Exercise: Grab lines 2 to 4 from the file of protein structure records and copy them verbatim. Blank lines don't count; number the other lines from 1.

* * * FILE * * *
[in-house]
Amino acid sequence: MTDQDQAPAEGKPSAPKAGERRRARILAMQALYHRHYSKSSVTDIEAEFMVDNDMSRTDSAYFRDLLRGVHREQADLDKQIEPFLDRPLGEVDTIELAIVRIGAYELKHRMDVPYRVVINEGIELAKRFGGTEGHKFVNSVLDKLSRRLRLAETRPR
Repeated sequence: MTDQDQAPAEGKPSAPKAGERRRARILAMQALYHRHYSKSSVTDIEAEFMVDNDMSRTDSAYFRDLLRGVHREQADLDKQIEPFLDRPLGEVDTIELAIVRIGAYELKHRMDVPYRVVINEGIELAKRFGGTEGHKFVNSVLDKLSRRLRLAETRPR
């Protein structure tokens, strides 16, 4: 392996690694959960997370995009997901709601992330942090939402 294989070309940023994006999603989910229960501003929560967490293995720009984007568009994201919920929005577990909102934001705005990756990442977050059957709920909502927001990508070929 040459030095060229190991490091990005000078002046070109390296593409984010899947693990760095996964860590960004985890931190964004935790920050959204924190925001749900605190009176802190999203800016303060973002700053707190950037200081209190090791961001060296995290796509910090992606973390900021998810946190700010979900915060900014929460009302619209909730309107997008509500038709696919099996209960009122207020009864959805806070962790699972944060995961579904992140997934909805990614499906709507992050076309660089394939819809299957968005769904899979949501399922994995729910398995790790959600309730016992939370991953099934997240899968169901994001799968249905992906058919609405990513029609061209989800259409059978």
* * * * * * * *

Amino acid sequence: MTDQDQAPAEGKPSAPKAGERRRARILAMQALYHRHYSKSSVTDIEAEFMVDNDMSRTDSAYFRDLLRGVHREQADLDKQIEPFLDRPLGEVDTIELAIVRIGAYELKHRMDVPYRVVINEGIELAKRFGGTEGHKFVNSVLDKLSRRLRLAETRPR
Repeated sequence: MTDQDQAPAEGKPSAPKAGERRRARILAMQALYHRHYSKSSVTDIEAEFMVDNDMSRTDSAYFRDLLRGVHREQADLDKQIEPFLDRPLGEVDTIELAIVRIGAYELKHRMDVPYRVVINEGIELAKRFGGTEGHKFVNSVLDKLSRRLRLAETRPR
């Protein structure tokens, strides 16, 4: 392996690694959960997370995009997901709601992330942090939402 294989070309940023994006999603989910229960501003929560967490293995720009984007568009994201919920929005577990909102934001705005990756990442977050059957709920909502927001990508070929 040459030095060229190991490091990005000078002046070109390296593409984010899947693990760095996964860590960004985890931190964004935790920050959204924190925001749900605190009176802190999203800016303060973002700053707190950037200081209190090791961001060296995290796509910090992606973390900021998810946190700010979900915060900014929460009302619209909730309107997008509500038709696919099996209960009122207020009864959805806070962790699972944060995961579904992140997934909805990614499906709507992050076309660089394939819809299957968005769904899979949501399922994995729910398995790790959600309730016992939370991953099934997240899968169901994001799968249905992906058919609405990513029609061209989800259409059978």